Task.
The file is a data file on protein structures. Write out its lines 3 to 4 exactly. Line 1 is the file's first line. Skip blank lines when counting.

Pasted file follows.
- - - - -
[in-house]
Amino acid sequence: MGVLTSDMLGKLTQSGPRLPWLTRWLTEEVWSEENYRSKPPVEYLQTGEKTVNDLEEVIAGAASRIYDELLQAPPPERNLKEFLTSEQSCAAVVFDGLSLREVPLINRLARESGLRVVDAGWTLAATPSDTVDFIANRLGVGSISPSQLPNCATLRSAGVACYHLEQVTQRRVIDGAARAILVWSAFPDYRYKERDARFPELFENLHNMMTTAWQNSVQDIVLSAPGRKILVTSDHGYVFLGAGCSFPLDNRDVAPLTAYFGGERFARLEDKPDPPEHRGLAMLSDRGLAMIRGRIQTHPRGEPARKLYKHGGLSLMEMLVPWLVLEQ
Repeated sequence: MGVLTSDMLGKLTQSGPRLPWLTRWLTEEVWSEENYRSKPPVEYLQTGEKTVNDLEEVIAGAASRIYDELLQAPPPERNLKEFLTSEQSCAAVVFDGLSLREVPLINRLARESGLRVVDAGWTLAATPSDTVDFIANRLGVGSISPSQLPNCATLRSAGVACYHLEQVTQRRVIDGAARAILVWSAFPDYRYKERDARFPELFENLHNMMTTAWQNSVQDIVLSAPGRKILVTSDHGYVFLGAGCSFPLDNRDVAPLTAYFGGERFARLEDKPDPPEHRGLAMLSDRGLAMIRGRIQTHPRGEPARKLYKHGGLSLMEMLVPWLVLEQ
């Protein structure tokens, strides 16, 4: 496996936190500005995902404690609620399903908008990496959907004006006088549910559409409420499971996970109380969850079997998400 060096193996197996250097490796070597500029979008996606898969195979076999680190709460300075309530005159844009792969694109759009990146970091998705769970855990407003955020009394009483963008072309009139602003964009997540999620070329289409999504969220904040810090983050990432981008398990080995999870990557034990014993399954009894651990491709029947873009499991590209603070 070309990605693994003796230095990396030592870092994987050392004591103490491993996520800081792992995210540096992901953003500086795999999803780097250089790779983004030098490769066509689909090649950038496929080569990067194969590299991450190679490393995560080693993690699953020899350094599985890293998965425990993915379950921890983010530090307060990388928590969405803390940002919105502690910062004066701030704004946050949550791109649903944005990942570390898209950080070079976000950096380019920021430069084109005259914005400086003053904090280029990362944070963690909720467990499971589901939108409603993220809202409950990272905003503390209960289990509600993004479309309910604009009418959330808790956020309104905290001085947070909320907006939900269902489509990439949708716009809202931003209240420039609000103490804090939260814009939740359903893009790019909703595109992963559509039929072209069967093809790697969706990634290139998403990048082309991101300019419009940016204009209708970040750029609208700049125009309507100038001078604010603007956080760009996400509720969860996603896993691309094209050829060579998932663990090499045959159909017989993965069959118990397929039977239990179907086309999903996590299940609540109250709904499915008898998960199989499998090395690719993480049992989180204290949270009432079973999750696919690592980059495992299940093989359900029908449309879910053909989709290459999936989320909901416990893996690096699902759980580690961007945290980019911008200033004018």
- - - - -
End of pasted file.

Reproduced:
Repeated sequence: MGVLTSDMLGKLTQSGPRLPWLTRWLTEEVWSEENYRSKPPVEYLQTGEKTVNDLEEVIAGAASRIYDELLQAPPPERNLKEFLTSEQSCAAVVFDGLSLREVPLINRLARESGLRVVDAGWTLAATPSDTVDFIANRLGVGSISPSQLPNCATLRSAGVACYHLEQVTQRRVIDGAARAILVWSAFPDYRYKERDARFPELFENLHNMMTTAWQNSVQDIVLSAPGRKILVTSDHGYVFLGAGCSFPLDNRDVAPLTAYFGGERFARLEDKPDPPEHRGLAMLSDRGLAMIRGRIQTHPRGEPARKLYKHGGLSLMEMLVPWLVLEQ
């Protein structure tokens, strides 16, 4: 496996936190500005995902404690609620399903908008990496959907004006006088549910559409409420499971996970109380969850079997998400 060096193996197996250097490796070597500029979008996606898969195979076999680190709460300075309530005159844009792969694109759009990146970091998705769970855990407003955020009394009483963008072309009139602003964009997540999620070329289409999504969220904040810090983050990432981008398990080995999870990557034990014993399954009894651990491709029947873009499991590209603070 070309990605693994003796230095990396030592870092994987050392004591103490491993996520800081792992995210540096992901953003500086795999999803780097250089790779983004030098490769066509689909090649950038496929080569990067194969590299991450190679490393995560080693993690699953020899350094599985890293998965425990993915379950921890983010530090307060990388928590969405803390940002919105502690910062004066701030704004946050949550791109649903944005990942570390898209950080070079976000950096380019920021430069084109005259914005400086003053904090280029990362944070963690909720467990499971589901939108409603993220809202409950990272905003503390209960289990509600993004479309309910604009009418959330808790956020309104905290001085947070909320907006939900269902489509990439949708716009809202931003209240420039609000103490804090939260814009939740359903893009790019909703595109992963559509039929072209069967093809790697969706990634290139998403990048082309991101300019419009940016204009209708970040750029609208700049125009309507100038001078604010603007956080760009996400509720969860996603896993691309094209050829060579998932663990090499045959159909017989993965069959118990397929039977239990179907086309999903996590299940609540109250709904499915008898998960199989499998090395690719993480049992989180204290949270009432079973999750696919690592980059495992299940093989359900029908449309879910053909989709290459999936989320909901416990893996690096699902759980580690961007945290980019911008200033004018």